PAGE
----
After 19 days, diesel becomes costlier amid surge in international oil prices
State-run fuel retailers on Friday raised diesel rates by 20 paise a litre, the first price hike after 19 days of pause as international crude oil prices surged 6.96 per cent at $77.25 a barrel since September 5 on rising demand.
Diesel price, which had softened to ₹88.62 per litre three weeks ago after climbing to record ₹89.87 a litre in mid-July, has been priced at ₹88.82 on Friday in Delhi. Pump prices of petrol in the national capital, however, remained unchanged at ₹101.19 since September 5.
Retail prices of petrol and diesel are under pressure due to rising international oil rates and auto fuel rates may see a northward movement, two executives working in different oil companies said, requesting anonymity. Benchmark Brent crude continued an upward movement in intraday trade on Friday with a gain of 0.14 per cent at $77.36 a barrel. On Monday, HT reported that fuel retailers would start raising rates soon.
As international oil prices dropped below $70 a barrel in mid-August, fuel retailers had reduced diesel rates by 20 paise per litre on August 18 after an all-time high for 34 days. Petrol prices were also reduced by 20 paise a litre on August 22, after it maintained a record of ₹101.84 per litre in Delhi for 36 days.
Subsequently, petrol and diesel had become cheaper in small doses by 65 paise a litre and ₹1.25 per litre, respectively. After that, the prices of the two fuels remained frozen since September 5.
According to the people mentioned above, international crude oil prices rose on subdued US oil production in view of the Ida hurricane which tore through the Gulf of Mexico, and robust demand on optimism about global economic growth.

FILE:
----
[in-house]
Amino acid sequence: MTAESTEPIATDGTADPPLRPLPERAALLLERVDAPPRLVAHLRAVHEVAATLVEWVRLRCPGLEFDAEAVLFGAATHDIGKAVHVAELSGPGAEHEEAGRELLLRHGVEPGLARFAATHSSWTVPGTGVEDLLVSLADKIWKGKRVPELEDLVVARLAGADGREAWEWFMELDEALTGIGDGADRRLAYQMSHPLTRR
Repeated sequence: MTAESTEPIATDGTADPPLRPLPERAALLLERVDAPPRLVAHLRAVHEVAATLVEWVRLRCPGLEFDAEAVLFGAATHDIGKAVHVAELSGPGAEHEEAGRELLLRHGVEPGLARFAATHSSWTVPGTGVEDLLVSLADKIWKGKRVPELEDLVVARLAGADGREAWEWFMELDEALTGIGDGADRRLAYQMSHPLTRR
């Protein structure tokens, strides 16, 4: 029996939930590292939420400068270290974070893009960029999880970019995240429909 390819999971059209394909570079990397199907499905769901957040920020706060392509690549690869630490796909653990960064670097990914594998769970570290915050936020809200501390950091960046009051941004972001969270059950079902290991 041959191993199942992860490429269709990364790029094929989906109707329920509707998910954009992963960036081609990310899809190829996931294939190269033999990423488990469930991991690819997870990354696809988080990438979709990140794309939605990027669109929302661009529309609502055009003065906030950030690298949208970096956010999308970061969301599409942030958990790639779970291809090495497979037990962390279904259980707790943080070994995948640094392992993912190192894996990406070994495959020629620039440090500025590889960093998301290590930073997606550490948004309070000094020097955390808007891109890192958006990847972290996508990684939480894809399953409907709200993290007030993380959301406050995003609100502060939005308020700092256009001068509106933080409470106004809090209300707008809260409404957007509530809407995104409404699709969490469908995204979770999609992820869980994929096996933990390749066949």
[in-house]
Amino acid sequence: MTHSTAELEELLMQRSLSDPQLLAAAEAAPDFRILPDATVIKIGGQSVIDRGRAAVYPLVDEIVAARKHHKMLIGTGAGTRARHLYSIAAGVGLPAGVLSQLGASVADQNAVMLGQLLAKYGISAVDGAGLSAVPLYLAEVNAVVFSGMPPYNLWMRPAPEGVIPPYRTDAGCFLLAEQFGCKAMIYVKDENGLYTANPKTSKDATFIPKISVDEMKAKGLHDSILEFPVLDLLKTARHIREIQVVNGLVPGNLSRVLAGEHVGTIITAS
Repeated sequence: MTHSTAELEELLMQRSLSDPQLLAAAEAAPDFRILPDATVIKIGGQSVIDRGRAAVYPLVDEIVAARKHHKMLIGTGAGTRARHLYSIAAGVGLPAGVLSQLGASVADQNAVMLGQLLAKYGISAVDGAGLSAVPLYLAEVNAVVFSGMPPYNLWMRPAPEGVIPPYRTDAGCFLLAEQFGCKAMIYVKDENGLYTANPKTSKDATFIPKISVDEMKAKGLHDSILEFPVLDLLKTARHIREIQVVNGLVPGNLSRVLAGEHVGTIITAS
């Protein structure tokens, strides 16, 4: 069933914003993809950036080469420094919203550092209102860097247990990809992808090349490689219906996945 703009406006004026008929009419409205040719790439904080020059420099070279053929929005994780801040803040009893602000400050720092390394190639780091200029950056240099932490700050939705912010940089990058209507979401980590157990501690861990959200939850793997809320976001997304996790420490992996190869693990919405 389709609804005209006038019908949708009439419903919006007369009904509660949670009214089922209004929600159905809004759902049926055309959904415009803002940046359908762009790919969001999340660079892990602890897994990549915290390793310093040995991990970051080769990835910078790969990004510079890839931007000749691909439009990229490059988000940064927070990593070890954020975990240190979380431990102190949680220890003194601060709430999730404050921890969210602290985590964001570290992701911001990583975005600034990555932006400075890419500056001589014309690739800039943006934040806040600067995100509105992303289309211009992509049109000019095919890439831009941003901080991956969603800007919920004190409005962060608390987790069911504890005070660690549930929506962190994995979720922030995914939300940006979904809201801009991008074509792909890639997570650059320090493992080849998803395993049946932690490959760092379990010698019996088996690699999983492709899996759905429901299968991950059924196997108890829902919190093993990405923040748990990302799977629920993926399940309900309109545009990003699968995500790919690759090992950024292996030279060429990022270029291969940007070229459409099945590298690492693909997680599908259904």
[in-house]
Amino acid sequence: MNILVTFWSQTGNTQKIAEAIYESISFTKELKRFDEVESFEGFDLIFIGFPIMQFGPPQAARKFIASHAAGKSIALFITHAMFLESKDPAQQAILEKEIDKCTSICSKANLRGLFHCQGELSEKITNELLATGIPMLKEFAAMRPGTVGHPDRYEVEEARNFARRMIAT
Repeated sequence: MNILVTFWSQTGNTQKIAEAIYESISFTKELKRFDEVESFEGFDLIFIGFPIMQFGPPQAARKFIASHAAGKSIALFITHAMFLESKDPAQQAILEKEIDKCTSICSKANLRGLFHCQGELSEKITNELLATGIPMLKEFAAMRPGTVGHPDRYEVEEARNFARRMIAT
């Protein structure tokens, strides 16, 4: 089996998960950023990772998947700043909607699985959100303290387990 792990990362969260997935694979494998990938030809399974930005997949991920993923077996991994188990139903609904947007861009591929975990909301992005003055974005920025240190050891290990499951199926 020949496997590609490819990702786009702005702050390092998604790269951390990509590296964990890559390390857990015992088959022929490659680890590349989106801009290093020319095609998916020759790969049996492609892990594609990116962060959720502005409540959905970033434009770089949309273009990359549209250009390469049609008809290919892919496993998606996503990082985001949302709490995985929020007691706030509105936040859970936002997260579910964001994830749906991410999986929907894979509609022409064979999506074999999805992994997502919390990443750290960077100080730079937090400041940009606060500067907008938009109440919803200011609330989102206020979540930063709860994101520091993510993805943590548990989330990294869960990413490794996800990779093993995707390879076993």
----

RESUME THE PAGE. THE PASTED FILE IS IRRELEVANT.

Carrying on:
“Companies were holding prices, and expecting some tax relief from the government in terms of GST [Goods and Services Tax] relief, but the proposal to include petroleum products in GST was declined in the GST Council meeting on Friday, forcing companies to think about raising fuel rates,” one of the people mentioned above said.
International oil rates, which are often volatile, directly influence pump prices of petrol and diesel in India. Heavy loads of central and state taxes are also responsible for astronomically high rates of auto fuels.
Throughout 2020, as global crude prices plunged (below $20 a barrel in April last year), the central government raised excise duty on fuel to shore up its finances. States too followed suit as their revenues were hit on account of the Covid-19 pandemic. As a result, the central and state levies on petrol and diesel are over 50 per cent of their retail prices.
According to official data, the petroleum sector contributed ₹371,726 crore central excise revenue in 2020-21, and ₹202,937 crore state levies or value-added tax (VAT).
Due to the high incidence of taxes and a spike in international oil prices, petrol and diesel rates had soared to a record ₹101.84 per litre and ₹89.87, respectively, in mid-July this year. While prices softened a bit in mid-August, a further spike in auto fuel rates is expected as international crude prices are again moving north and the value of the rupee is depreciating against the dollar.
India imports more than 80 per cent crude oil it processes and pays in dollars. In Delhi, central levies account for over 32.5 per cent of petrol’s price, and state taxes (VAT) 23.07 per cent. On diesel, the central excise is over 35.8 per cent while VAT is more than 14.6 per cent.